Today I Learned About Upcycling

We know–you’re already an avid recycler, composter and all-around green family. Recycling isn’t the only way to be eco-friendly these days. Repurposing used items, found items or otherwise nonfunctional household goods can be an amazing way to teach your child about the value that exists in many “things,” even after their original purpose has been fulfilled. By bonding together with the DIY movement, many eco-aware families have been applying their creative juices to the field of upcycling.

So what exactly is upcycling? Basically, an upcycled project falls into one of four categories:

First, craft or art projects made using repurposed goods. This could be anything from a pretty card made using dryer sheets to creating a party favor from old crayon stubs.

You can also make art materials using things you’d never give a second thought. This article reveals uses for dryer lint, ranging from the silly (dust bunny pets?) to the useful–homemade clay! Don’t just stick to the simplistic. Get inspired! is an amazing weblog that shares all kinds of fascinating and gorgeous upcycling ideas such as this room divider made from Ikea hangers!

In the second category, upcyclers often repurpose unused household items to provide storage containers or to assist in household clean-up. Toilet paper rolls become cord holders, an old computer tower can become a mailbox. This is a great way to organize your home without breaking the bank at Crate and Barrel. You can also create your own cleaning items, such as these nifty dishwashing scrubbers made from mesh produce bags. Some of these projects may not provide as much of an “activity” for your family to partake in together, but instead can be a way to help your child understand that we don’t always have to buy new things; we can reuse what we’ve got in new and creative ways. You can make it a game–who can come up with the best (or most creative) way to repurpose household items?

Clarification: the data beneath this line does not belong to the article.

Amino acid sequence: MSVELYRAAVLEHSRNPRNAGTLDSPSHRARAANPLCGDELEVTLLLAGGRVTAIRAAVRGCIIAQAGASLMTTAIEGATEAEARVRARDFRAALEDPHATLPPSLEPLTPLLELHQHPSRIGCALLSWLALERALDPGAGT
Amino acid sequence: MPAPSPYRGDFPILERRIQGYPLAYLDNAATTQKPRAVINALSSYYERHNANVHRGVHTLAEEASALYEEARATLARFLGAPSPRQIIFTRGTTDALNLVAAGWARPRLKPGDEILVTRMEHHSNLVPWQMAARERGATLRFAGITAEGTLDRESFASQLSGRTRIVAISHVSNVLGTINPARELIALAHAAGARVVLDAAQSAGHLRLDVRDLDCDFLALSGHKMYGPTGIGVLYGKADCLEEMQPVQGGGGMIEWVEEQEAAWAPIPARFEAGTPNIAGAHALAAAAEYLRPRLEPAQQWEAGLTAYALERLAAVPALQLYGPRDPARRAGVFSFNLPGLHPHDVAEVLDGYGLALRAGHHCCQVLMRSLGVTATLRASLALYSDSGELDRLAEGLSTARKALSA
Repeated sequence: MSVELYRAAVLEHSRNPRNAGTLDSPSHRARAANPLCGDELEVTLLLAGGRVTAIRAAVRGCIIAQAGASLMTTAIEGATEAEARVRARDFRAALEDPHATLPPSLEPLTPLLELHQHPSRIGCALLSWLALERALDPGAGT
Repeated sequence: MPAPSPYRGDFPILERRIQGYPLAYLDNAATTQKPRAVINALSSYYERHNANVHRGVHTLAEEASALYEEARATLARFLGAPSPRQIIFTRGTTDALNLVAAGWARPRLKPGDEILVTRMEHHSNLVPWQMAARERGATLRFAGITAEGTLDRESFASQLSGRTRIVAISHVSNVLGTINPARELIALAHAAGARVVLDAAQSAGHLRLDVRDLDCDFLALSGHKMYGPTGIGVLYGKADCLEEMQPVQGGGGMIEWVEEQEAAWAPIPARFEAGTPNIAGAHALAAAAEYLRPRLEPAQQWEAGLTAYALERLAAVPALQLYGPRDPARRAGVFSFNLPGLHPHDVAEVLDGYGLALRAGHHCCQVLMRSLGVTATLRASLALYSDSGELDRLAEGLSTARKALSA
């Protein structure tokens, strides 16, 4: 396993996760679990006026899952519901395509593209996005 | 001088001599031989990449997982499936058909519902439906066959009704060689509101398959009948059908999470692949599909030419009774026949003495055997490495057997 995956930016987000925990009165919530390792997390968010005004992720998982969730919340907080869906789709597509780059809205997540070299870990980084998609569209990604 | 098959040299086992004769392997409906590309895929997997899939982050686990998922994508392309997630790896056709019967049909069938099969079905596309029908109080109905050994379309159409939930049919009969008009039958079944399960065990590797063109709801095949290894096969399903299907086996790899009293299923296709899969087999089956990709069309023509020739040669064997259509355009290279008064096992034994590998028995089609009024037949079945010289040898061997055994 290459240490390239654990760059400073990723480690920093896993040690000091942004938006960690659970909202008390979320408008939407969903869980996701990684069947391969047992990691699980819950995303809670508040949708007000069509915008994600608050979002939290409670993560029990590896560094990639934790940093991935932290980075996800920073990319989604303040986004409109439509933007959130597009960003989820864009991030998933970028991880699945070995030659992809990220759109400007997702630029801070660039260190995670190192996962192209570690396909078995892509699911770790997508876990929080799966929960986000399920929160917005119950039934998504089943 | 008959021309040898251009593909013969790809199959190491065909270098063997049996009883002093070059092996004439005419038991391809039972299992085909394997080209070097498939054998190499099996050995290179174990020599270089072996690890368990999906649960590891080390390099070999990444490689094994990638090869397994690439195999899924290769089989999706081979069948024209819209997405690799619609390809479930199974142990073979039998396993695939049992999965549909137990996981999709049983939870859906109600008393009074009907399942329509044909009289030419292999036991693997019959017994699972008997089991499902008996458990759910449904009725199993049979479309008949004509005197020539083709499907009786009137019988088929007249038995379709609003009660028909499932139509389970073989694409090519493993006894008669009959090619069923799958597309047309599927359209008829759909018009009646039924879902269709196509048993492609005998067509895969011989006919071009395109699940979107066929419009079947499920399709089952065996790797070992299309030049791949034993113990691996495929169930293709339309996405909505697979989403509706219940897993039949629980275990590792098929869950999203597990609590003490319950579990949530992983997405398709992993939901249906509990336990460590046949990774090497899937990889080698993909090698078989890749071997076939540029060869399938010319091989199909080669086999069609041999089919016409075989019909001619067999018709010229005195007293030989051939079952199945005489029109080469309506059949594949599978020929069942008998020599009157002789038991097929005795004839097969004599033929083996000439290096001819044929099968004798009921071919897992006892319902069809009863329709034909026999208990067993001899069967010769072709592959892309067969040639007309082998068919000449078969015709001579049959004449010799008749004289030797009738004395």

Third, there are upcycled projects that combine crafting with DIY. If crafting for craft’s sake is not really your cup of tea, then these kinds of projects will be more appropriate for you. These are more complicated tasks, that yield useful devices of all kinds. Some ingenious individual came up with a way to make a tiny bbq grill from an Altoid can! This amazing individual is taking it to the next level creating functional toys from old computer parts. The site doesn’t explain how-to imitate the work, so gather all your geeky resources to see if you can whip up something similar.

There are many great resources for upcyclers. In addition to Inhabitat, Going Green is a great web resource to inspire and encourage you. Or check out this book on Amazon: Ultimate Guide to Upcycling Crafts.
To delve more deeply into the philosophical and sociocultural aspects of upcycling, and/or pontificate on the relevance of such a movement, read the seminal book on the matter: Cradle to Cradle: Remaking the Way we Make Things, co-authored by a German chemist and an American architect.
Now get to work! You’ve got a lot of scavenging, organizing, and dreaming to do!

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